Regulatory control of DNA end resection by Sae2 phosphorylation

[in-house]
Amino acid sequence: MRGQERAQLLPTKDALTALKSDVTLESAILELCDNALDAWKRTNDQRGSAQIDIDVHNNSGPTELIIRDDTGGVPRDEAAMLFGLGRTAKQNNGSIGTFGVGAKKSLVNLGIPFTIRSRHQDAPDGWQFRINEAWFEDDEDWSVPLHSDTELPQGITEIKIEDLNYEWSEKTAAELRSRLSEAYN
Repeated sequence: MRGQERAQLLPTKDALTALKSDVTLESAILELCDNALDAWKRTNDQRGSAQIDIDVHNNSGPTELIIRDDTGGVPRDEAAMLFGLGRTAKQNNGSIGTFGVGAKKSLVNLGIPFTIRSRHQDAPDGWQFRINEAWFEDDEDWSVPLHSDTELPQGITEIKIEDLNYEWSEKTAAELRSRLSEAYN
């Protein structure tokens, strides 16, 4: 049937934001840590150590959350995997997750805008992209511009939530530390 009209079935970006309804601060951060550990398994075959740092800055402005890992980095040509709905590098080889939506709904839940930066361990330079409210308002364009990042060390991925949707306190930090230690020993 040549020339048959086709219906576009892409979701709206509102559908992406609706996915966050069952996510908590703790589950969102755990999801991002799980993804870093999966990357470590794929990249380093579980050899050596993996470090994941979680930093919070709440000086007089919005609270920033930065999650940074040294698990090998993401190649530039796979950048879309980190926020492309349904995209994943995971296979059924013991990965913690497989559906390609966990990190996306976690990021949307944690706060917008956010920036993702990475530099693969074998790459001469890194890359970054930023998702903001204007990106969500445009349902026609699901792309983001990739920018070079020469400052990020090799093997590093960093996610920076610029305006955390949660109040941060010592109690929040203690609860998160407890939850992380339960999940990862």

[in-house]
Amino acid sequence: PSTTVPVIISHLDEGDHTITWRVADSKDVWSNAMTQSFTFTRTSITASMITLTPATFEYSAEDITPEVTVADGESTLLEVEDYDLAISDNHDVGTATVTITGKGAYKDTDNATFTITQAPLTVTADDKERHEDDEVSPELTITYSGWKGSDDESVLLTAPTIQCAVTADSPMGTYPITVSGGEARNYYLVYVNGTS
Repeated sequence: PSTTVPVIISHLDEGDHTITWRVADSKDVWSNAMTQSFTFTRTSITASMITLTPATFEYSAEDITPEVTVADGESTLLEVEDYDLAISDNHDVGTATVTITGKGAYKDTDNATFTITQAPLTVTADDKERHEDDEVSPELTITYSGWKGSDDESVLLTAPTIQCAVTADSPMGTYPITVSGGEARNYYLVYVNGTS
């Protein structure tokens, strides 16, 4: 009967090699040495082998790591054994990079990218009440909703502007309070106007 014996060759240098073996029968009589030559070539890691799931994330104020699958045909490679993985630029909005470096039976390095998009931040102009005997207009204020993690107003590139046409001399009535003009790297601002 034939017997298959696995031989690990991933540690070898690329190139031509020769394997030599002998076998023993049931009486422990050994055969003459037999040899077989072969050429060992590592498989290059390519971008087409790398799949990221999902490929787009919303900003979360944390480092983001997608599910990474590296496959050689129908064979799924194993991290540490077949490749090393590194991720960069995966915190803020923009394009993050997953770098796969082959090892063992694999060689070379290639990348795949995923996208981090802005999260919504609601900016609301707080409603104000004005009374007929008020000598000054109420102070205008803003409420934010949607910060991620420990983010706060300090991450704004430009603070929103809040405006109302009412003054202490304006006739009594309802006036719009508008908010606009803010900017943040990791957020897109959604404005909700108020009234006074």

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DNA end resection plays a critical function in DNA double-strand break repair pathway choice. Resected DNA ends are refractory to end-joining mechanisms and are instead channeled to homology-directed repair. Using biochemical, genetic, and imaging methods, we show that phosphorylation of Saccharomyces cerevisiae Sae2 controls its capacity to promote the Mre11-Rad50-Xrs2 (MRX) nuclease to initiate resection of blocked DNA ends by at least two distinct mechanisms. First, DNA damage and cell cycle-dependent phosphorylation leads to Sae2 tetramerization. Second, and independently, phosphorylation of the conserved C-terminal domain of Sae2 is a prerequisite for its physical interaction with Rad50, which is also crucial to promote the MRX endonuclease. The lack of this interaction explains the phenotype of rad50S mutants defective in the processing of Spo11-bound DNA ends during meiotic recombination. Our results define how phosphorylation controls the initiation of DNA end resection and therefore the choice between the key DNA double-strand break repair mechanisms.
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